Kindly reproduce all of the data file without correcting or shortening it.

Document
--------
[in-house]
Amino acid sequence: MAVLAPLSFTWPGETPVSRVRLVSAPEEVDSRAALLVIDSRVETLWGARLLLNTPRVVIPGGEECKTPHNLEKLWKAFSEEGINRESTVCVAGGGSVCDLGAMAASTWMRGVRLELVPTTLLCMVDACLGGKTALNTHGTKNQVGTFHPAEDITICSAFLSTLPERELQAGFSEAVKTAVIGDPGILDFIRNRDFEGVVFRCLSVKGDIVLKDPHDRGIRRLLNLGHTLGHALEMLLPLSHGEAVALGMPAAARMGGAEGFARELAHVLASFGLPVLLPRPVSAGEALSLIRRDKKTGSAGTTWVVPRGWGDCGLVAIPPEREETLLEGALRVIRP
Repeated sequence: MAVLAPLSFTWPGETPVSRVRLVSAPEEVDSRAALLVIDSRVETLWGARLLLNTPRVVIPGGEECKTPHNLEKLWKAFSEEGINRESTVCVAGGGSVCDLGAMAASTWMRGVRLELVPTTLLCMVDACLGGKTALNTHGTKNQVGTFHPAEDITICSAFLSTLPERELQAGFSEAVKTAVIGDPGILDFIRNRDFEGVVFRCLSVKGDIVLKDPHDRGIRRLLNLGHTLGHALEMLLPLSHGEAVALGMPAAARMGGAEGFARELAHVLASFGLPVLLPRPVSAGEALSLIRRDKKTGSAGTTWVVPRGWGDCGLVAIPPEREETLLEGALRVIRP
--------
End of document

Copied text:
[in-house]
Amino acid sequence: MAVLAPLSFTWPGETPVSRVRLVSAPEEVDSRAALLVIDSRVETLWGARLLLNTPRVVIPGGEECKTPHNLEKLWKAFSEEGINRESTVCVAGGGSVCDLGAMAASTWMRGVRLELVPTTLLCMVDACLGGKTALNTHGTKNQVGTFHPAEDITICSAFLSTLPERELQAGFSEAVKTAVIGDPGILDFIRNRDFEGVVFRCLSVKGDIVLKDPHDRGIRRLLNLGHTLGHALEMLLPLSHGEAVALGMPAAARMGGAEGFARELAHVLASFGLPVLLPRPVSAGEALSLIRRDKKTGSAGTTWVVPRGWGDCGLVAIPPEREETLLEGALRVIRP
Repeated sequence: MAVLAPLSFTWPGETPVSRVRLVSAPEEVDSRAALLVIDSRVETLWGARLLLNTPRVVIPGGEECKTPHNLEKLWKAFSEEGINRESTVCVAGGGSVCDLGAMAASTWMRGVRLELVPTTLLCMVDACLGGKTALNTHGTKNQVGTFHPAEDITICSAFLSTLPERELQAGFSEAVKTAVIGDPGILDFIRNRDFEGVVFRCLSVKGDIVLKDPHDRGIRRLLNLGHTLGHALEMLLPLSHGEAVALGMPAAARMGGAEGFARELAHVLASFGLPVLLPRPVSAGEALSLIRRDKKTGSAGTTWVVPRGWGDCGLVAIPPEREETLLEGALRVIRP